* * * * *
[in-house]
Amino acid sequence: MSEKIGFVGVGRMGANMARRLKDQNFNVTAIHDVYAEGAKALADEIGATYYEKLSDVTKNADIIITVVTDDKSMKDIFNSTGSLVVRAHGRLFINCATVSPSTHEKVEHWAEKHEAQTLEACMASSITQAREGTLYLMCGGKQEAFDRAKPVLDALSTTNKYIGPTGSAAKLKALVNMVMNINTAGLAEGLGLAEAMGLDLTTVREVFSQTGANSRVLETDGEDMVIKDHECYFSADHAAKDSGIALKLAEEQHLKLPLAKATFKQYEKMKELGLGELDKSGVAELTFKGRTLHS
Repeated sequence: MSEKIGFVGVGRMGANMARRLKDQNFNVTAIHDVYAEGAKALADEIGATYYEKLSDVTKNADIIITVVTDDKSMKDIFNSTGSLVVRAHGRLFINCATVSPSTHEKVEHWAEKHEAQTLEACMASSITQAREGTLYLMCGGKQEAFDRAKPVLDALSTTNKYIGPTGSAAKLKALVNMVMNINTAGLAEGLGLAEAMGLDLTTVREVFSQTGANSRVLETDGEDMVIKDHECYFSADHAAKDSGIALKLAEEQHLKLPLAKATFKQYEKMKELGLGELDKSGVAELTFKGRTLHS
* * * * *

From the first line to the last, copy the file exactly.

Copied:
[in-house]
Amino acid sequence: MSEKIGFVGVGRMGANMARRLKDQNFNVTAIHDVYAEGAKALADEIGATYYEKLSDVTKNADIIITVVTDDKSMKDIFNSTGSLVVRAHGRLFINCATVSPSTHEKVEHWAEKHEAQTLEACMASSITQAREGTLYLMCGGKQEAFDRAKPVLDALSTTNKYIGPTGSAAKLKALVNMVMNINTAGLAEGLGLAEAMGLDLTTVREVFSQTGANSRVLETDGEDMVIKDHECYFSADHAAKDSGIALKLAEEQHLKLPLAKATFKQYEKMKELGLGELDKSGVAELTFKGRTLHS
Repeated sequence: MSEKIGFVGVGRMGANMARRLKDQNFNVTAIHDVYAEGAKALADEIGATYYEKLSDVTKNADIIITVVTDDKSMKDIFNSTGSLVVRAHGRLFINCATVSPSTHEKVEHWAEKHEAQTLEACMASSITQAREGTLYLMCGGKQEAFDRAKPVLDALSTTNKYIGPTGSAAKLKALVNMVMNINTAGLAEGLGLAEAMGLDLTTVREVFSQTGANSRVLETDGEDMVIKDHECYFSADHAAKDSGIALKLAEEQHLKLPLAKATFKQYEKMKELGLGELDKSGVAELTFKGRTLHS